Next, we tested whether the addition of recombinant IL-2 or -15 at levels found in conditioned medium was sufficient to render tissue-derived naive CD4 T cells permissive. By comparison, these experiments were performed with doses 99.999% lower than those previously tested by Unutmaz et al. (18). At 5 pg/ml, IL-2 and -15 alone or in combination were not sufficient to promote infection of tissue-derived naive CD4 T cells (Fig. 2 B). Similarly, the combination of IL-2 and -15 at 20 pg/ml was ineffective (not depicted). At 500 pg/ml, IL-2 and -15 each conferred permissivity (Fig. 2 B). Thus, the endogenous levels of IL-2 and -15 are necessary but probably not sufficient for the permissivity activity found in conditioned medium.

Other examples of paracrine signaling conferring permissivity to HIV infection have been described. Using cultures from peripheral blood, Swingler et al. (21) found that HIV-infected or activated macrophages produce soluble CD23 and soluble ICAM (intercellular adhesion molecule), which act on B cells to render T cells permissive by cell–cell contacts. As IL-2 and -15 act directly on purified naive CD4 T cells, effects on intermediate cells do not appear to be involved. Others have highlighted a role for paracrine signaling by certain proinflammatory cytokines. Endogenous IL-1β, IL-6, and TNF-α are necessary for HIV infection in suboptimally stimulated PBMCs (22, 23). In ex vivo lymphoid cultures, neutralization of endogenous IL-1β or -6 decreases HIV replication when the tissue is cultured on collagen rafts but not when dispersed in HLAC (16). Because HIV replication in HLAC is unaffected by neutralization of these cytokines, it is unclear what role, if any, they play in regulating the permissivity of tissue-derived naive CD4 T cells.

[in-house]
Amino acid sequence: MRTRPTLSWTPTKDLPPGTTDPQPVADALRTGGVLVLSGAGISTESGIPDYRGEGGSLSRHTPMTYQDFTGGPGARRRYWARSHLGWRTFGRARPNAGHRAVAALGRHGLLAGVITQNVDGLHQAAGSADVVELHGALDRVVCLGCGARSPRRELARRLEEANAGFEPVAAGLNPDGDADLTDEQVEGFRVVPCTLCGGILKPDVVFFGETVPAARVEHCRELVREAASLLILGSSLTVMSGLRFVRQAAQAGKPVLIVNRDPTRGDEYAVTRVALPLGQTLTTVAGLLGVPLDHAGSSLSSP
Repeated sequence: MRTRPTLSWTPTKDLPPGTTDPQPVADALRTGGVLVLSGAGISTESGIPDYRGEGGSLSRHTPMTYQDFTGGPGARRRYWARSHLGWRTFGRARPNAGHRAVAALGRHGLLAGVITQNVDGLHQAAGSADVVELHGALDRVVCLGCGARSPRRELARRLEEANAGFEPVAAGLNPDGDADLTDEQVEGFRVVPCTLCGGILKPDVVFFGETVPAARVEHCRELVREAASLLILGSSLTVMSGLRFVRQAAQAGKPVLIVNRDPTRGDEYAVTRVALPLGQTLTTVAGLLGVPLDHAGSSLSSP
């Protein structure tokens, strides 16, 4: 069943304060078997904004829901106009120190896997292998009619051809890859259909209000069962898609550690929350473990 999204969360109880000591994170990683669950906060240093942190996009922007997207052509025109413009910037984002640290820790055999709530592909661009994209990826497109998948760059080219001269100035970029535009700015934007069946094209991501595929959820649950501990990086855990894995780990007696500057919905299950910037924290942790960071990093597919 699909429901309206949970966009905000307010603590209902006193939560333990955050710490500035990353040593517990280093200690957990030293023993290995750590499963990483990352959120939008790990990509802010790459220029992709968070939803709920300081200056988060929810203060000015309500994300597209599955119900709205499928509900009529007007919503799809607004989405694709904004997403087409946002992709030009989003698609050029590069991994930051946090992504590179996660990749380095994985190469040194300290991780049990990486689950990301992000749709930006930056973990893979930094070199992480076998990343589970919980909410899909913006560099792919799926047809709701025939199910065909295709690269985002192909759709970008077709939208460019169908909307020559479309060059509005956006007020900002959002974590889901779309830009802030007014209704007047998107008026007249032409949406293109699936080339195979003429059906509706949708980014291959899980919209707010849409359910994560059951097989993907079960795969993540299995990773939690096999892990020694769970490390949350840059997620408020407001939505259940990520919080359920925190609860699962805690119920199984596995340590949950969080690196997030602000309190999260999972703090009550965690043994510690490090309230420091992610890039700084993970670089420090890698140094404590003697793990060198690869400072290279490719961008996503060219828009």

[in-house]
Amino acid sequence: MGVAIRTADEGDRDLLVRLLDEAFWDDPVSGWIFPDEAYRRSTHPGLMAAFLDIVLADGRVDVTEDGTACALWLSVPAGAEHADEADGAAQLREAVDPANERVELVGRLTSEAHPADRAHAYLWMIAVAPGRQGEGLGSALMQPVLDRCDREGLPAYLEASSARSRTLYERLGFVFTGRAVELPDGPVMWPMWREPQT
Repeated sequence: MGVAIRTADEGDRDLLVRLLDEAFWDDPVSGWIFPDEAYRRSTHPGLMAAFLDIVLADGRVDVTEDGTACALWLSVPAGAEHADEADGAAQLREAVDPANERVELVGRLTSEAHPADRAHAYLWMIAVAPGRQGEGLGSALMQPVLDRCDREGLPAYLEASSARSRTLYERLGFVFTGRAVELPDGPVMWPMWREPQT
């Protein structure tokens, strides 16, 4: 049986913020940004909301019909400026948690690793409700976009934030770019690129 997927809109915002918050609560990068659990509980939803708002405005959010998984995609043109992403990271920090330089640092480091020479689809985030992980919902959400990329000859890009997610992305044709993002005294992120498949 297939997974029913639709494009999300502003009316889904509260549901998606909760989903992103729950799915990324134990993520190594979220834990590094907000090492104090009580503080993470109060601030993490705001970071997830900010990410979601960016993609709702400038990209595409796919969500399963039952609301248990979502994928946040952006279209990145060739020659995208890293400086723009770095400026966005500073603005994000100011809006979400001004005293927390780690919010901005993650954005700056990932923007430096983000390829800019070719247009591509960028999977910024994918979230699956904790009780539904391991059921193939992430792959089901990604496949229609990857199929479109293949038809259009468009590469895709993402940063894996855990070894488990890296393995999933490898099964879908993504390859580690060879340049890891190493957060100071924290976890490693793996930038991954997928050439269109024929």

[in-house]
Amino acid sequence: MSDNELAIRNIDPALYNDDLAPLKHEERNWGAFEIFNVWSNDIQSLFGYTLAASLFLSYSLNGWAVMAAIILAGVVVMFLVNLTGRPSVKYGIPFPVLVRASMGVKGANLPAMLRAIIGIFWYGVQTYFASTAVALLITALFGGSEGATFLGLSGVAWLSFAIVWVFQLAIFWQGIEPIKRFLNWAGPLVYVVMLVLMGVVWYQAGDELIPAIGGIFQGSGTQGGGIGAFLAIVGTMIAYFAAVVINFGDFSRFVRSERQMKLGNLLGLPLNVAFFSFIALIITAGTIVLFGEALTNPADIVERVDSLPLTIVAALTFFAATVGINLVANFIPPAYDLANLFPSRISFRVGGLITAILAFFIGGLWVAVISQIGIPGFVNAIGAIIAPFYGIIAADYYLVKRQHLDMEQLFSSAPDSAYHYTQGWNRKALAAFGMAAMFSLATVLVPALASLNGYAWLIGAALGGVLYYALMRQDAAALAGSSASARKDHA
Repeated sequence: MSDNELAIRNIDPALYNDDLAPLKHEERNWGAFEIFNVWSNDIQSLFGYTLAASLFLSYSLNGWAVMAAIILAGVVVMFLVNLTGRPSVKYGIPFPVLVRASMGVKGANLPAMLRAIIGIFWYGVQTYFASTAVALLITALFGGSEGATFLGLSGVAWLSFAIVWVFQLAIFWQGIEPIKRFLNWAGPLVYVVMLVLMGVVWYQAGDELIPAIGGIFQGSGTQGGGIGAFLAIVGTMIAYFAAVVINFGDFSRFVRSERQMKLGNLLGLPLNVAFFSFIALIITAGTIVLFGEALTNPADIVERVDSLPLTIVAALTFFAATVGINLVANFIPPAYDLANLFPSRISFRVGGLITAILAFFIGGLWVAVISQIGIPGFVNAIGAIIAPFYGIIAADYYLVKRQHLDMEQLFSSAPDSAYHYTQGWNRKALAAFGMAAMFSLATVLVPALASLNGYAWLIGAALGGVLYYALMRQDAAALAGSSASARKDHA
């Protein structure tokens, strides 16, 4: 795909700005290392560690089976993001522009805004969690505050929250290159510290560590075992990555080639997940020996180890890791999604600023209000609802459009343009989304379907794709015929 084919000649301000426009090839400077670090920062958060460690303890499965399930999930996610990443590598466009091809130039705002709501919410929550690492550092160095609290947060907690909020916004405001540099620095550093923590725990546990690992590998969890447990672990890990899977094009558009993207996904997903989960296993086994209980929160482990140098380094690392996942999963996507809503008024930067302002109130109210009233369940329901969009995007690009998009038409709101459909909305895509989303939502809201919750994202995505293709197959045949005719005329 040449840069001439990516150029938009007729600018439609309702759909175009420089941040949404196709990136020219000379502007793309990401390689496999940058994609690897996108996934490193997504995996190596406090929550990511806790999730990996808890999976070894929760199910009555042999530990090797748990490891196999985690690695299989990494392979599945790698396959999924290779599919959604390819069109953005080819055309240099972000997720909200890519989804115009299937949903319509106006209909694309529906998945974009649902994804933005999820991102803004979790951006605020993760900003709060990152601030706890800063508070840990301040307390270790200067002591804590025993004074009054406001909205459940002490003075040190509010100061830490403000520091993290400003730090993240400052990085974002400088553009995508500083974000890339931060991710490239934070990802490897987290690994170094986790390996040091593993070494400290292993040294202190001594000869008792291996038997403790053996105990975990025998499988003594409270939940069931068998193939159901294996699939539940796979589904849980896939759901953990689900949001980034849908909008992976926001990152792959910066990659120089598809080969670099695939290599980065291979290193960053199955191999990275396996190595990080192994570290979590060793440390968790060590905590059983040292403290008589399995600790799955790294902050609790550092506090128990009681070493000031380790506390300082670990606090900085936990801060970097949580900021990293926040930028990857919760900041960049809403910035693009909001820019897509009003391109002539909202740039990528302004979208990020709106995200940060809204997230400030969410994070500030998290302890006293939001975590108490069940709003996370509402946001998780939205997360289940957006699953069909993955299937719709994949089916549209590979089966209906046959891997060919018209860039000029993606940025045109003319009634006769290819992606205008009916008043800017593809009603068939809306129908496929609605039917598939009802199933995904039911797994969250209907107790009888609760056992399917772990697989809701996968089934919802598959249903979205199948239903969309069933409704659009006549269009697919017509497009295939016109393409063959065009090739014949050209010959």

Soluble factors render tissue-derived memory CD4 T cells permissive to HIV infection

Next, we investigated the role of IL-2, IL-15, and other soluble factors in HIV infection of memory CD4 T cells. As tissue-resident memory CD4 T cells are a major target for HIV infection in vivo (4, 5, 8), understanding the molecular basis for permissivity in these cells could advance our understanding of HIV pathogenesis. Like tissue-derived naive CD4 T cells, tissue-derived memory CD4 T cells were refractory to HIV infection unless cultured in the presence of conditioned medium (Fig. 3). Surprisingly, conditioned medium depleted with antibodies specific for IL-2, -4, -7, and -15 retained the ability to render the memory CD4 T cells permissive to infection (Fig. 3). As expected, the depleted conditioned medium did not confer permissivity on tissue-derived naive CD4 T cells (unpublished data). Thus, memory CD4 T cells in lymphoid tissue appear to acquire permissivity for HIV infection through soluble factors different from those that confer permissivity on naive CD4 T cells.

Naive CD4 T cells in the absence of conditioned medium exhibit an early postentry block to HIV infection

To determine whether conditioned medium alters the ability of tissue-derived naive CD4 T cells to support HIV env–mediated entry, we used a virion-based fusion assay (24). Equivalent levels of fusion were observed in the presence and absence of conditioned medium (Fig. 4 A), consistent with an effect occurring after virion fusion.

If conditioned medium affects early postentry steps in the viral life cycle, cells cultured in the absence of conditioned medium would be refractory to infection with single-cycle reporter viruses. However, if the block occurs after integration and gene expression, cells should be permissive in the presence or absence of conditioned medium. In tissue-derived naive CD4 T cells exposed to a single-cycle reporter virus, vesicular stomatitis virus G (VSV-G)–pseudotyped NL4-3 heat-stable antigen (HSA), reporter gene expression was detected only in the presence of conditioned medium (Fig. 4 B). Thus, conditioned medium appears to overcome an early postentry block to HIV infection in tissue-derived naive CD4 T cells.